Systemic racism can take many forms, including in housing, medical care and the criminal justice system, but it can also occur in everyday technology - even automatic soap dispensers.
The nuances of technology and systemic racism is just one of the many topics in the University of Northern Iowa’s Cultivating Justice: A Quest Toward Racial Equity, a six-week virtual program beginning Jan. 25 that prompts individuals and small groups to reflect on a collection of local materials curated to promote racial justice and activate systemic change in our communities. Registration is available online.
Each week features new content from UNI students and faculty, as well as local businesses and organizations, and national experts. The issues of technology and race are part of a 25-minute presentation by Ruha Benjamin, a Princeton University professor of African American Studies, who discusses and provides examples of how the design and implementation of technology has intended and unintended consequences that support systematic racism.
The project is intended to expose its participants to new issues and ideas, as well as new local resources.
“We’re hoping that this project will really challenge how people think and prompt some self-reflection about social and racial issues that people might not be aware of,” said Danielle McGeough, a UNI professor of Communication and Media who is spearheading the project. “The materials in this program will help guide participants to cultivate habits of consciously and consistently practicing anti-racism and start to take action towards change.”
For six weeks, the project, which is sponsored by the UNI Office of the Provost, will release a newsletter that could include essays, videos, performances, artwork, music, podcasts, toolkits, events, and more, along with questions for individuals or groups to contemplate and answer afterwards. McGeough said that it will take about two hours each week to consume and reflect on the material.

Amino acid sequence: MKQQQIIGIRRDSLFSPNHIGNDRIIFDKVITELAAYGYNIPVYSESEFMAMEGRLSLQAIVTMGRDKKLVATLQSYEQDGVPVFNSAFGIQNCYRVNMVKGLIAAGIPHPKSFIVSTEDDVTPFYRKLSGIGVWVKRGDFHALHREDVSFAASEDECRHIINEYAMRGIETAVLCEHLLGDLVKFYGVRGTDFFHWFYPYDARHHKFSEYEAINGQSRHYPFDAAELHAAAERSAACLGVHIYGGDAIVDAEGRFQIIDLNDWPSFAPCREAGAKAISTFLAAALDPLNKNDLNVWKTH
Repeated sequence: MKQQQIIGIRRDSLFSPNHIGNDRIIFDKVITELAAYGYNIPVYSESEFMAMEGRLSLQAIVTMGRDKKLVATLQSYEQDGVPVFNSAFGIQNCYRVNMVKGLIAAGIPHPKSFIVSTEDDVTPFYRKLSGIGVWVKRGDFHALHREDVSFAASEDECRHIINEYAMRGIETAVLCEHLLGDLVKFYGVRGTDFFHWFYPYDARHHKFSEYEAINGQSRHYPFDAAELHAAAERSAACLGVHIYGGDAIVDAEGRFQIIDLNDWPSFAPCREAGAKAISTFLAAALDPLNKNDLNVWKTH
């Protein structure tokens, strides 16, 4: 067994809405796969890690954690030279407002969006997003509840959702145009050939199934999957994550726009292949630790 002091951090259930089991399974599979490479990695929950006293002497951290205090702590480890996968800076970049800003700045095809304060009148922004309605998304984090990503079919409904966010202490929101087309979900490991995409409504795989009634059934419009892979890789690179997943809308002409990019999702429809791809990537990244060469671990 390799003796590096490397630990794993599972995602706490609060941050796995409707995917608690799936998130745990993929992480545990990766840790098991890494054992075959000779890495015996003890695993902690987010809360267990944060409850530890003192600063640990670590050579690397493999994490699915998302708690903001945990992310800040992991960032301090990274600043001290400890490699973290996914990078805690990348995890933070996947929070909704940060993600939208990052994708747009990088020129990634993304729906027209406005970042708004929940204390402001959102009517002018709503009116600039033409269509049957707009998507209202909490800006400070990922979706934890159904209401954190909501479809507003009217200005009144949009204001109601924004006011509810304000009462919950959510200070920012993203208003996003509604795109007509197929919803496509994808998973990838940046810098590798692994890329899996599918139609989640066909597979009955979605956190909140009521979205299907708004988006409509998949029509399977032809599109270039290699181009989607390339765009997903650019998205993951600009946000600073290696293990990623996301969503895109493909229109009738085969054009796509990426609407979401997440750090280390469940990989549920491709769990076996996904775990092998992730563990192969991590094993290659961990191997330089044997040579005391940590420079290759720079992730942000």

The Benjamin presentation was contributed by Marcy Seavey, UNI STEM coordinator, which she learned about during her participation in the 2020 National Center for Women and Information Technology's Conversations for Change webinar series. A group of UNI students helped create a graphic that illustrates the issue with automatic soap dispensers.
“This is a real issue that very concretely demonstrates bias in technology,” Seavey said. “My hope is that the conversation goes deeper into how does the technology that we institutionalize as a campus, city or community close down opportunities or open them.”
Joy Briscoe, a talent acquisition and outreach specialist for Waterloo Schools and Career Center, helped create graphics showing the disparity of Paycheck Protection Program loans between white and minority businesses. The graphics will be used by the Black Business and Entrepreneurship Accelerator to help provide stakeholders with a snapshot of why their work is necessary and the impact receiving support can make for equity and business in the Cedar Valley.
“When a community works together and shares resources, the work that results serves as a force multiplier towards reaching our diversity, equity and inclusion goals,” Briscoe said. “This project is a great example of how higher education connects with the communities it supports to provide experiences for students, while also giving lift and light to the needs of non-profit organizations, missions and goals.”
The program will also include a spoken-word performance by Yaw Kyeremateng, a UNI alumnus and 2013 Homecoming King, which explores reactions to his West African accent, code-switching, and the dissonance of existing in the space between his Ghanian ancestral roots and his Americanized speech.
Other weeks will feature artwork from UNI first year Studio Art major Tevka Lackmann, which honors the lives of police brutality victims Elijah McClain, Breonna Taylor and George Floyd and continue the conversations of social justice that were sparked during the protests of their deaths.
The program will also include a video from the 2020 Cedar Valley Fashion, Art, and Culture Expo that celebrates black creatives and innovators and showcases Black arts through music, clothing lines, dance and more.
“This project is going to bring together a whole bunch of people who all believe this work is important, and some of them are excited and some are fearful,” Seavey said. “Some are looking for help and others are trying to figure out how to help.
“For some, this is their everyday work and for others it will be new. Some need to be heard and some need to listen. I think the project will open up new partnerships and collaborations, but also it will be inspiring to see how many people step-up and participate.”
Registration for the six-week program is available online.